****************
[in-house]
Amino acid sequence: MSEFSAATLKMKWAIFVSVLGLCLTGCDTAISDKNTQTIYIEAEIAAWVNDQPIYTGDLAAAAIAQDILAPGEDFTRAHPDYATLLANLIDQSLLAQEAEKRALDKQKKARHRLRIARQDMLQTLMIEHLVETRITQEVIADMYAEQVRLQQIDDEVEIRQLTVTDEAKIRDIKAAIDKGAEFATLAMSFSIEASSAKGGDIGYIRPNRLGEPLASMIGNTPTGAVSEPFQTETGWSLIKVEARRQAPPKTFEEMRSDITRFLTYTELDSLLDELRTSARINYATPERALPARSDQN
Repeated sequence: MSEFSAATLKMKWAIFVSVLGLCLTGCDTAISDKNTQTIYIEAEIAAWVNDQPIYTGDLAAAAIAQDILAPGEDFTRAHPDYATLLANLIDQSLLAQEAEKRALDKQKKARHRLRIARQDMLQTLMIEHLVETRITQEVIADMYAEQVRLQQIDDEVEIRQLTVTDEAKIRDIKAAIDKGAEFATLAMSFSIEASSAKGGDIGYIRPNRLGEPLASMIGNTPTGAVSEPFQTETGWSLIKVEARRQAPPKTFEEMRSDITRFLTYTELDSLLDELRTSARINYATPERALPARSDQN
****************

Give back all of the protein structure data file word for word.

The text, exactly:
[in-house]
Amino acid sequence: MSEFSAATLKMKWAIFVSVLGLCLTGCDTAISDKNTQTIYIEAEIAAWVNDQPIYTGDLAAAAIAQDILAPGEDFTRAHPDYATLLANLIDQSLLAQEAEKRALDKQKKARHRLRIARQDMLQTLMIEHLVETRITQEVIADMYAEQVRLQQIDDEVEIRQLTVTDEAKIRDIKAAIDKGAEFATLAMSFSIEASSAKGGDIGYIRPNRLGEPLASMIGNTPTGAVSEPFQTETGWSLIKVEARRQAPPKTFEEMRSDITRFLTYTELDSLLDELRTSARINYATPERALPARSDQN
Repeated sequence: MSEFSAATLKMKWAIFVSVLGLCLTGCDTAISDKNTQTIYIEAEIAAWVNDQPIYTGDLAAAAIAQDILAPGEDFTRAHPDYATLLANLIDQSLLAQEAEKRALDKQKKARHRLRIARQDMLQTLMIEHLVETRITQEVIADMYAEQVRLQQIDDEVEIRQLTVTDEAKIRDIKAAIDKGAEFATLAMSFSIEASSAKGGDIGYIRPNRLGEPLASMIGNTPTGAVSEPFQTETGWSLIKVEARRQAPPKTFEEMRSDITRFLTYTELDSLLDELRTSARINYATPERALPARSDQN